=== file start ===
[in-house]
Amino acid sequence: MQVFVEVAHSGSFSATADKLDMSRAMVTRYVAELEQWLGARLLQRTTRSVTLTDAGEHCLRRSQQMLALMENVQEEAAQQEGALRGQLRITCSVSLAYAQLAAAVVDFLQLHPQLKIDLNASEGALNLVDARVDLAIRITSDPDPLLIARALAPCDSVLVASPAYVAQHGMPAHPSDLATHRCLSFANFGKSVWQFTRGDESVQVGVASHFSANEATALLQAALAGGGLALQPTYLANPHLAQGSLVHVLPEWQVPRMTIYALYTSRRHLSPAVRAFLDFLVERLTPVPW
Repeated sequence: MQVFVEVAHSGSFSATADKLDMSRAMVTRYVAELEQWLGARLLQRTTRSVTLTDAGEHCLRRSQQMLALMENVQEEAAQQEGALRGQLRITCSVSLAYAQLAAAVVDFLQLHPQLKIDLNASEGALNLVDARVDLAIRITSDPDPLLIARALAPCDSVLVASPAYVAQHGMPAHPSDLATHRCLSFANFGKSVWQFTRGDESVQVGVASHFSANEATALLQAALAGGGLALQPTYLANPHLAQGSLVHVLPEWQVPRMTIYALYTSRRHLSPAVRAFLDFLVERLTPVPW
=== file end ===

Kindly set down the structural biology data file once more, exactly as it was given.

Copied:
[in-house]
Amino acid sequence: MQVFVEVAHSGSFSATADKLDMSRAMVTRYVAELEQWLGARLLQRTTRSVTLTDAGEHCLRRSQQMLALMENVQEEAAQQEGALRGQLRITCSVSLAYAQLAAAVVDFLQLHPQLKIDLNASEGALNLVDARVDLAIRITSDPDPLLIARALAPCDSVLVASPAYVAQHGMPAHPSDLATHRCLSFANFGKSVWQFTRGDESVQVGVASHFSANEATALLQAALAGGGLALQPTYLANPHLAQGSLVHVLPEWQVPRMTIYALYTSRRHLSPAVRAFLDFLVERLTPVPW
Repeated sequence: MQVFVEVAHSGSFSATADKLDMSRAMVTRYVAELEQWLGARLLQRTTRSVTLTDAGEHCLRRSQQMLALMENVQEEAAQQEGALRGQLRITCSVSLAYAQLAAAVVDFLQLHPQLKIDLNASEGALNLVDARVDLAIRITSDPDPLLIARALAPCDSVLVASPAYVAQHGMPAHPSDLATHRCLSFANFGKSVWQFTRGDESVQVGVASHFSANEATALLQAALAGGGLALQPTYLANPHLAQGSLVHVLPEWQVPRMTIYALYTSRRHLSPAVRAFLDFLVERLTPVPW